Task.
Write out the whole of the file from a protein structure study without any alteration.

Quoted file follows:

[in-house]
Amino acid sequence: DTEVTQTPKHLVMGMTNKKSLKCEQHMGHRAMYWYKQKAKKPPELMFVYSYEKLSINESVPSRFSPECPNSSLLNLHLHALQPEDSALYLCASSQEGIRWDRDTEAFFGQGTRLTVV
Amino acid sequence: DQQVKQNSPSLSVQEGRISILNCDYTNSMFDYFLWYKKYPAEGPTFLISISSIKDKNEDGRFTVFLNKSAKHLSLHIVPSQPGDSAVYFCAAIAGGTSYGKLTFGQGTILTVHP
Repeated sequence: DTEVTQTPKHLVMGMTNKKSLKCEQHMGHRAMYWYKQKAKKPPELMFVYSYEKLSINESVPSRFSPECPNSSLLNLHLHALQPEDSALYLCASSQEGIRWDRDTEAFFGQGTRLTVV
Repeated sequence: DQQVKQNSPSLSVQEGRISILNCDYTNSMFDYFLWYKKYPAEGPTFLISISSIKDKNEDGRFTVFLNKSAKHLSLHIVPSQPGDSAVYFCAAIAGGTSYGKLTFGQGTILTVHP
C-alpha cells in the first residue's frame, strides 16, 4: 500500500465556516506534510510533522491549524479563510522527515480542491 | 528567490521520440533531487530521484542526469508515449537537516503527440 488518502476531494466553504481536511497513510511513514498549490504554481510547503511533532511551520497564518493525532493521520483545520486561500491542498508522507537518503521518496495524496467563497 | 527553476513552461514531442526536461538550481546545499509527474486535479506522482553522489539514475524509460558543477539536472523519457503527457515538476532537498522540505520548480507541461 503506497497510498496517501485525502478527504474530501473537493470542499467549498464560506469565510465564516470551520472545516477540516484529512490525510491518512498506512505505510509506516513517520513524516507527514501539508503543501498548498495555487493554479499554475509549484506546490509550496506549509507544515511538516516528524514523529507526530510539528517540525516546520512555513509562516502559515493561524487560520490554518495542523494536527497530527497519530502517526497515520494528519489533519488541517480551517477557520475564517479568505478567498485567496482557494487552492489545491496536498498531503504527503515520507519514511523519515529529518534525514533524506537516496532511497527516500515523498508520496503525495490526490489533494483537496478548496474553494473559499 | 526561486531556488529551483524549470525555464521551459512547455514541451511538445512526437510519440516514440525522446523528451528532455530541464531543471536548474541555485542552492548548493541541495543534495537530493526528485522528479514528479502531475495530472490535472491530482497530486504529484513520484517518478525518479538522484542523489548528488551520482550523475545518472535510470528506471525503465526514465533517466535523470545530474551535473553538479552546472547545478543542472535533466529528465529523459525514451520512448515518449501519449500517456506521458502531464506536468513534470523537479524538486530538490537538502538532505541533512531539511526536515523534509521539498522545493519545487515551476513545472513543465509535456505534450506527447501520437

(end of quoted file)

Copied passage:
[in-house]
Amino acid sequence: DTEVTQTPKHLVMGMTNKKSLKCEQHMGHRAMYWYKQKAKKPPELMFVYSYEKLSINESVPSRFSPECPNSSLLNLHLHALQPEDSALYLCASSQEGIRWDRDTEAFFGQGTRLTVV
Amino acid sequence: DQQVKQNSPSLSVQEGRISILNCDYTNSMFDYFLWYKKYPAEGPTFLISISSIKDKNEDGRFTVFLNKSAKHLSLHIVPSQPGDSAVYFCAAIAGGTSYGKLTFGQGTILTVHP
Repeated sequence: DTEVTQTPKHLVMGMTNKKSLKCEQHMGHRAMYWYKQKAKKPPELMFVYSYEKLSINESVPSRFSPECPNSSLLNLHLHALQPEDSALYLCASSQEGIRWDRDTEAFFGQGTRLTVV
Repeated sequence: DQQVKQNSPSLSVQEGRISILNCDYTNSMFDYFLWYKKYPAEGPTFLISISSIKDKNEDGRFTVFLNKSAKHLSLHIVPSQPGDSAVYFCAAIAGGTSYGKLTFGQGTILTVHP
C-alpha cells in the first residue's frame, strides 16, 4: 500500500465556516506534510510533522491549524479563510522527515480542491 | 528567490521520440533531487530521484542526469508515449537537516503527440 488518502476531494466553504481536511497513510511513514498549490504554481510547503511533532511551520497564518493525532493521520483545520486561500491542498508522507537518503521518496495524496467563497 | 527553476513552461514531442526536461538550481546545499509527474486535479506522482553522489539514475524509460558543477539536472523519457503527457515538476532537498522540505520548480507541461 503506497497510498496517501485525502478527504474530501473537493470542499467549498464560506469565510465564516470551520472545516477540516484529512490525510491518512498506512505505510509506516513517520513524516507527514501539508503543501498548498495555487493554479499554475509549484506546490509550496506549509507544515511538516516528524514523529507526530510539528517540525516546520512555513509562516502559515493561524487560520490554518495542523494536527497530527497519530502517526497515520494528519489533519488541517480551517477557520475564517479568505478567498485567496482557494487552492489545491496536498498531503504527503515520507519514511523519515529529518534525514533524506537516496532511497527516500515523498508520496503525495490526490489533494483537496478548496474553494473559499 | 526561486531556488529551483524549470525555464521551459512547455514541451511538445512526437510519440516514440525522446523528451528532455530541464531543471536548474541555485542552492548548493541541495543534495537530493526528485522528479514528479502531475495530472490535472491530482497530486504529484513520484517518478525518479538522484542523489548528488551520482550523475545518472535510470528506471525503465526514465533517466535523470545530474551535473553538479552546472547545478543542472535533466529528465529523459525514451520512448515518449501519449500517456506521458502531464506536468513534470523537479524538486530538490537538502538532505541533512531539511526536515523534509521539498522545493519545487515551476513545472513543465509535456505534450506527447501520437